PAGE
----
She kneads dough and nuts. Being a baker is something like being a surgeon; a lot of it is in the feel of the hands. “It’s a snack,” she said. “It’s not going to be super-pretty, but I’m going to pretty them up a bit.”

She rolls the dough flat, then punches out discs with a drinking glass. Fifteen minutes later, she opens the oven door for a peek. “Oh my — these are big like Texas.”

They are eye-closing, mouth-watering, give-me-another-one good. “Mmmm,” raptures a visitor.

Goode throws her head back, smiles, slaps her thigh. “That’s what I like to see!”

Six days later, Goode and her 14 classmates have gathered in the huge commercial kitchen in the Health South building on the Downtown Phoenix campus. Usually the kitchen is used by nutrition students.

Tonight is mentor night, where food experts will critique them and give advice. The entrepreneurs are on edge, and tension is palpable. They’ve brought ceviche, Belgian waffles, and a cake that looks like a jewelry box, among other dishes. Goode brought Peruvian chicken with Peruvian yellow rice.

“I hope it’s hot,” she said.

The mentors present include a marketing expert from Fry’s, restaurant owners, culinary school faculty, and food truck operators.

Michael Mazzocco, owner and president of The Herb Box Catering Company, is involved with the Small Business Leadership Academy in the W. P. Carey School of Business, which is how he heard about Prepped.

“I think it’s a great way to learn about myself and help others,” he said.

His company’s motto is “Passion lives here.”

“You have to be passionate,” he said. “If you’re not passionate, it won’t work.”

Rudy calls the room together and addresses the group. “Advice for the entrepreneurs: Ask lots of questions,” she said. “Advice for the mentors: Keep it real.”

The mentors move out around the room. One asks Goode if she’s on Instagram. (“Yes.”)

Questions fly around the kitchen.

“Who are your suppliers?”

“Do you have business cards?”

“How long do you marinate the shrimp?”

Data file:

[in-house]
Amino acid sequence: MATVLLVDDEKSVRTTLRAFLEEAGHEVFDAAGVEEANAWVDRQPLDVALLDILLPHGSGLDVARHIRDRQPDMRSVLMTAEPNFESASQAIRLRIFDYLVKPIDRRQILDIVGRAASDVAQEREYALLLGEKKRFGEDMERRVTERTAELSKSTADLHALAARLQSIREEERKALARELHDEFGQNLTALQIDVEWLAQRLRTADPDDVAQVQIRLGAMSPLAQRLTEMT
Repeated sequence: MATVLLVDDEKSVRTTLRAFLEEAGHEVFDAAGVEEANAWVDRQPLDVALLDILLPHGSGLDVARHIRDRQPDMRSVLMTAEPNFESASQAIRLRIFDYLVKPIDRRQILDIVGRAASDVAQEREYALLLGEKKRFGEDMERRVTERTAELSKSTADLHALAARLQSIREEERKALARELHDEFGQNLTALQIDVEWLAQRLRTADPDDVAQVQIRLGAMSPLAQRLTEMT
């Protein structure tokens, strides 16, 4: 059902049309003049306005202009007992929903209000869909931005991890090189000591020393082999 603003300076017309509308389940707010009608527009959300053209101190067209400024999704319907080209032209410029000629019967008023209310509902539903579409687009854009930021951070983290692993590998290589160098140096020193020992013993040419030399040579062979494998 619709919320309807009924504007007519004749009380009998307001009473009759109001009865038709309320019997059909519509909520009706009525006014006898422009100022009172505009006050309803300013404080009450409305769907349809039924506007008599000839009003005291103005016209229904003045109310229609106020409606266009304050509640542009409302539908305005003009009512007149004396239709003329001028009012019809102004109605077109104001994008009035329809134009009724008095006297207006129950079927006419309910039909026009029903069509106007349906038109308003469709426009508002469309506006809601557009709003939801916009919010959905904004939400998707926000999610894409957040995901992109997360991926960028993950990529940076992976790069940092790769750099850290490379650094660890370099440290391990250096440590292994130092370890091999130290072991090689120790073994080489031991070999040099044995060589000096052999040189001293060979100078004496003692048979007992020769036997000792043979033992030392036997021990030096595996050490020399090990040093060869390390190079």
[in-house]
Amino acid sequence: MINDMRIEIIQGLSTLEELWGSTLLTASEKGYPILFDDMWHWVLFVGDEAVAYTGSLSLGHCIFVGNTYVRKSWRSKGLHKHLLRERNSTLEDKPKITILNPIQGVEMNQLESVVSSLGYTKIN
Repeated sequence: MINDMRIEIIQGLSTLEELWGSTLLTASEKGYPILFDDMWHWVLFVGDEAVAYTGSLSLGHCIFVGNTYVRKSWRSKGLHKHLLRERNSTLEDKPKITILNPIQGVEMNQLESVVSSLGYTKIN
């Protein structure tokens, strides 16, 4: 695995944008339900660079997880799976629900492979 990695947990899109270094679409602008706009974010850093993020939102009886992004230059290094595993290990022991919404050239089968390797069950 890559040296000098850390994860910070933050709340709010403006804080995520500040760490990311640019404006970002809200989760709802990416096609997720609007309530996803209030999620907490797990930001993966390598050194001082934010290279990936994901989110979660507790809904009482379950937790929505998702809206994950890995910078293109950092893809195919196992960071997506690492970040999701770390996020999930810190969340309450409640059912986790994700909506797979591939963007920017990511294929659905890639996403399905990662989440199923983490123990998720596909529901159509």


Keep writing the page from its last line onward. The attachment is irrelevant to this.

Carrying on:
Sasha Reyes, 29, is an in-home personal chef. Many of her clients are professional athletes and people on restricted diets. Most athletes are careful about what they eat. Most, Reyes stressed.

“I’ve seen Crunch Berries in some people’s cupboards, and we get rid of those right away,” she said.

Tonight she’s dishing up two versions of roasted polenta with an eggplant caponata, one vegan, one with grilled chicken.

Reyes started her own company — Body & Soul Food — about a year ago.

“This course has definitely given me the ability to key in on areas where I have some weaknesses,” she said. “I’m going to make some changes in the new year, maybe do some rebranding.”

Lorenzo Santillan has a food truck in the wings. He sees classical Mexican cuisine, like mole and tacos al pastor, on his horizon. He also slaughters pigs for parties.

Brought from Mexico when he was 9 years old, Santillan sees self-employment as job security. No one is going to ask him for his residency papers if he’s the boss. With food, “I’m rewriting the history of my family,” he said. “This course has opened up so many doors and given us so many resources.”

His food truck will be named Ni De Aqui Ni De Alla; “Neither Here Nor There,” he said.

Santillan has earned his food handler’s certificate through the course. “Our mentors are amazing,” he said. “Each one has given us knowledge.”

He found accounting especially valuable. “That was an eye-opener,” he said. “I think by the end of this we’ll all understand where we need to be in the next six months.”

After the Prepped course ends, Goode plans to rent a kitchen space, “then I’m going to get out there and hustle as much as I can.”

This group’s final meeting will be the week of Thanksgiving. Applications for the next cohort will be accepted in the spring. For more information, visit:


How to make Kim Goode's Candied Walnut Tea Cakes. Video by Deanna Dent/ASU Now

Top photo: Prepped entrepreneur Kim Goode poses for a portrait at her family home in Phoenix on Nov. 10. Photo by Deanna Dent/ASU Now

Scott Seckel

Reporter , ASU News